Families Are Paying Massive Care Home Bills They Do not Need To


Families Are Paying Massive Care Home Bills They Do not Need To

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With Britain’s population ageing fast and greater numbers of people unable to control their finances unassisted, a record 250,000 powers of attorney are being registered each year. The attorney system enables family members and others to take legitimate control of someone else’s affairs.

Source: Power of attorney: how flawed system cost one family £30,000 – Telegraph

What needs to be revealed here is it has been shown that those who have to pay their own way are billed around £12,000 a year more than a local council would pay for an identical place. Care home operators say that they have no choice other than to charge a higher rate for self-funders or face going out of business because cash-strapped councils have been squeezing the rates they pay.ES IN YOUR HOUSE

If you own your property but your spouse remains in it when you go into a care home, the local authority cannot take it into account for the purposes of their financial assessment, and so must ‘disregard’ it. The same applies if it is occupied by another family member, as Miss Walford successfully argued: a relative who is aged over 60, or who is incapacitated, or is a child. The local authority also has discretionary powers to disregard the value of the property where it is the home of someone who has been caring for the resident for a substantial period of time.

ACT EARLY TO PROTECT ASSETS

Assets should not be given away at the last minute but can be protected as part of long-term estate planning. So act early, when you are fit and well and unlikely to require imminent residential care. Otherwise there is a risk of falling foul of the ‘deliberate deprivation’ rules which would allow the local authority to challenge the transfer of an asset.

By planning early enough, homeowners can transfer their whole property, or part of a property, to someone else and then rent it back from the new owner (although advice should be taken with regard to inheritance tax implications).

RELY ON A TRUST

An elderly person could transfer the ownership of a property into a lifetime discretionary trust. This would allow you to go on living in it, with the ownership of the property going to a relative on your death. Again, this has to be done early and as part of estate planning strategy.

The most common form of trust is a life interest trust, whereby half the value of your home, up to the inheritance tax threshold, is put into a trust on the death of the first spouse, for the benefit of children. The surviving spouse retains a life interest and the property cannot be sold until they die. 

00:25, 14 June 2014

Paying for Care Home Fees – Who Pays for What?

Who qualifies for local authority financial assistance?

If you have been assessed as needing a care home place and your capital is below £23,250, you should be entitled to financial support from your local authority. If you have capital below £14,250 you will be entitled to maximum support although you will still contribute your income less £23.90 per week retained for personal expenses. If you have capital between £14,250 and £23,250 you will also pay a capital tariff of £1 per week for each £250 or part thereof between these two figures.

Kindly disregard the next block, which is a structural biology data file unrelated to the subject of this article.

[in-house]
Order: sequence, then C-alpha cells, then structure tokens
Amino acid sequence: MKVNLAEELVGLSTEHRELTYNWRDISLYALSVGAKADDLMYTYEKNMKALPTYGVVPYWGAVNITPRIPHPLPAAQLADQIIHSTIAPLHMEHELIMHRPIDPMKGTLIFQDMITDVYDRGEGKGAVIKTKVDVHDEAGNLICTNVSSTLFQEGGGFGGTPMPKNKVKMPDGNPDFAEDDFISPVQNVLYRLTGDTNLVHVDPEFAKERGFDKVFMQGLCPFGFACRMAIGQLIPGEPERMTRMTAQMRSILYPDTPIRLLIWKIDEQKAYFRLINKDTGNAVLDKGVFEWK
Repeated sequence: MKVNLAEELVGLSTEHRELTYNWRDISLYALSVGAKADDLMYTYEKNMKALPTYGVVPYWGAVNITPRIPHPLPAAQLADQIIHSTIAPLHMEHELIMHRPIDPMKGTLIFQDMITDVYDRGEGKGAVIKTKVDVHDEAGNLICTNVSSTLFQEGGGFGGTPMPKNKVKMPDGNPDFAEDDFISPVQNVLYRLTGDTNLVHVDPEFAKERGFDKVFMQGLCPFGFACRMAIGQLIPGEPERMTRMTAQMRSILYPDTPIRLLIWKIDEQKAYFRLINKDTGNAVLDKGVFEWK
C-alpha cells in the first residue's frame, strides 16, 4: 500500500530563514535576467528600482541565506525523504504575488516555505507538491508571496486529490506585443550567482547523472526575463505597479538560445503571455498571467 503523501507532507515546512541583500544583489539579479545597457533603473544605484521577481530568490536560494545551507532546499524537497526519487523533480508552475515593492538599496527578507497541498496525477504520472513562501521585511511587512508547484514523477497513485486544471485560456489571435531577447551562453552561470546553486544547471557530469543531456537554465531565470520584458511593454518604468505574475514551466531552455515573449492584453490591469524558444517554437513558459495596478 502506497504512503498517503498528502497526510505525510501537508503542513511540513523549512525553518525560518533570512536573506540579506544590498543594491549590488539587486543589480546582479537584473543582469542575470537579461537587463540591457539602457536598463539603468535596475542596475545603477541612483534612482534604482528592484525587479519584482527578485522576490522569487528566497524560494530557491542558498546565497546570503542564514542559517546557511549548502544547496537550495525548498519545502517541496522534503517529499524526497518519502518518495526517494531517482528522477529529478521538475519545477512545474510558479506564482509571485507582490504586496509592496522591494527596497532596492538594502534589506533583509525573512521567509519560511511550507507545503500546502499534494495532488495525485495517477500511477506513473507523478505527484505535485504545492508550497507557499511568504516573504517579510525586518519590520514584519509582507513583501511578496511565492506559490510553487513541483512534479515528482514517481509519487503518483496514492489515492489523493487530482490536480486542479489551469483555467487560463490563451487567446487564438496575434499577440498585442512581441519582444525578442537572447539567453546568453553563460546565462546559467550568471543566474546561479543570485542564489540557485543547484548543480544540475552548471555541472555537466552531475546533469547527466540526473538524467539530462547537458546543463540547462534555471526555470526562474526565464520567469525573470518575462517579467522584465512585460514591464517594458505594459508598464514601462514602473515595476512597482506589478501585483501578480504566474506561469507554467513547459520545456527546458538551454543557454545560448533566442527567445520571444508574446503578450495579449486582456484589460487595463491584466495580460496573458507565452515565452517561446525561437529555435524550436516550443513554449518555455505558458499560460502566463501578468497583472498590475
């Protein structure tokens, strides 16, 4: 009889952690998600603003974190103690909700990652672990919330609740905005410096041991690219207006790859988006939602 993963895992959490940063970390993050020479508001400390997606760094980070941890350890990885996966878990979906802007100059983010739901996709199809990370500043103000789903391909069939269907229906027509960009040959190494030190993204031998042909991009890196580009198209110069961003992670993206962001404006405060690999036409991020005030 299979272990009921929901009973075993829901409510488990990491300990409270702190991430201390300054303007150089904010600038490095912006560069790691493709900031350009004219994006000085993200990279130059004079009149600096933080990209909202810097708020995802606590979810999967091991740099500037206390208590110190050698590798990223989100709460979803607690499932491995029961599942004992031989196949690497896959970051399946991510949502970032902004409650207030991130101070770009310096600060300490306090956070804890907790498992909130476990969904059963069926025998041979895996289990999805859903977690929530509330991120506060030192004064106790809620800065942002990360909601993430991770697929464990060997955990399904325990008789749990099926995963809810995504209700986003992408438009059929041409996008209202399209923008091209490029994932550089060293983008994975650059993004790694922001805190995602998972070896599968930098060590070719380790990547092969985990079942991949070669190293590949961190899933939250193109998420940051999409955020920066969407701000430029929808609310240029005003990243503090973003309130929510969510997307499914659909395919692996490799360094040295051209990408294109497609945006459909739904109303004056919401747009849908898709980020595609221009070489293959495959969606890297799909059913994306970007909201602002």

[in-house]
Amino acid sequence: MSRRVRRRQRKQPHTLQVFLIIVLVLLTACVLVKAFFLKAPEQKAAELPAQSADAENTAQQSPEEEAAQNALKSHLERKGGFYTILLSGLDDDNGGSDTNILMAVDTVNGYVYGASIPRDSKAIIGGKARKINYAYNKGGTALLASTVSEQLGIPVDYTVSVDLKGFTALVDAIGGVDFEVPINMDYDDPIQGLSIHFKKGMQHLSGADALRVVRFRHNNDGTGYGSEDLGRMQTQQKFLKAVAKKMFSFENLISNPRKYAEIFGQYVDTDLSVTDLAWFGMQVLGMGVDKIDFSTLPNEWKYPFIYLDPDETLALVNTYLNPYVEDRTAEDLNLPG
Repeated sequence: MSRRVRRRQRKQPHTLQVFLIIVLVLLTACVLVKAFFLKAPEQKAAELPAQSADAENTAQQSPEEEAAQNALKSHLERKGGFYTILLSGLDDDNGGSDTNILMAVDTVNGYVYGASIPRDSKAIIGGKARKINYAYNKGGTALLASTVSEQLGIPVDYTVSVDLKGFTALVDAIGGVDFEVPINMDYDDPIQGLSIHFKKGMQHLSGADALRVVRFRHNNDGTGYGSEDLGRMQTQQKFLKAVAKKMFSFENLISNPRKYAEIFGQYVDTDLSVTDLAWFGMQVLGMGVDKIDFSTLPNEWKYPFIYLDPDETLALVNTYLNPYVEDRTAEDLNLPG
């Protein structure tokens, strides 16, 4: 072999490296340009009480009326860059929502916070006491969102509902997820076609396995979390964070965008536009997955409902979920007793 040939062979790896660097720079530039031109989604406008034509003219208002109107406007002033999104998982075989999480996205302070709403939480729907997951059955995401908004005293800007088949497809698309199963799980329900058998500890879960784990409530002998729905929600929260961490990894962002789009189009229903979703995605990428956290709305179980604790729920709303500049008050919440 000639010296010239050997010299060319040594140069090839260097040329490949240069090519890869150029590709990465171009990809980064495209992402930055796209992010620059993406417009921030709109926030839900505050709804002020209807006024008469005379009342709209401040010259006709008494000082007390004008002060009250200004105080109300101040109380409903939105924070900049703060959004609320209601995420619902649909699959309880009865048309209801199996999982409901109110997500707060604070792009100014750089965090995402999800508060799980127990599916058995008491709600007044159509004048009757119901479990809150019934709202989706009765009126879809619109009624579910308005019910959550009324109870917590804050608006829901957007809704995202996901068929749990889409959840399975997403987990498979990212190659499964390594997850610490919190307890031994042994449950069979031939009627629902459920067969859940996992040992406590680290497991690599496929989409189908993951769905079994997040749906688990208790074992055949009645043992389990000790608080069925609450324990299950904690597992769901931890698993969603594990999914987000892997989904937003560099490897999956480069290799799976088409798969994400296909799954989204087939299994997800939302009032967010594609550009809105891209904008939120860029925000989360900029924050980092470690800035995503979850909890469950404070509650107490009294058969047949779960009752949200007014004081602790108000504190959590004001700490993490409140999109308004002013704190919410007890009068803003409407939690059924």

What happens if I move into a care home independently and run out of money?

Once your capital reduces to £23,250 you can seek local authority assistance. However, if the home costs more than the local authority usually pays and won’t reduce its fees, you could be in the difficult situation of either finding a source of top-up or seeking less expensive accommodation, the move to which could be detrimental to health and well being. If there is a likelihood of running out of money it’s important for you to arrange an assessment of your care needs with the local social services department to ensure they will step into help. Also check if the care home owner can continue to accommodate you at social services funding rates, or will require a third party top-up.

What happens if I move into a care home independently and run out of money?

Once your capital reduces to £23,250 you can seek local authority assistance. However, if the home costs more than the local authority usually pays and won’t reduce its fees, you could be in the difficult situation of either finding a source of top-up or seeking less expensive accommodation, the move to which could be detrimental to health and well being. If there is a likelihood of running out of money it’s important for you to arrange an assessment of your care needs with the local social services department to ensure they will step into help. Also check if the care home owner can continue to accommodate you at social services funding rates, or will require a third party top-up. Continue reading

Child and Elderly Protective Services

Northampton People – Abandoned by Conservatives « David …

Power of attorney: how flawed system cost one family £30,000 – Telegraph

Do your own research

Do your own research

 Image by © Royalty-Free/Corbis

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About towardchange

Your ‘Family Rights’ believing in the best interest of children. The issues which are important to me are, children and their families, the injustices to parents, which may occur, because of inadequate information, mistakes or corruption. This is happening every day. every minute and every second. For years I have campaigned for the rights of children and their voices to be heard.
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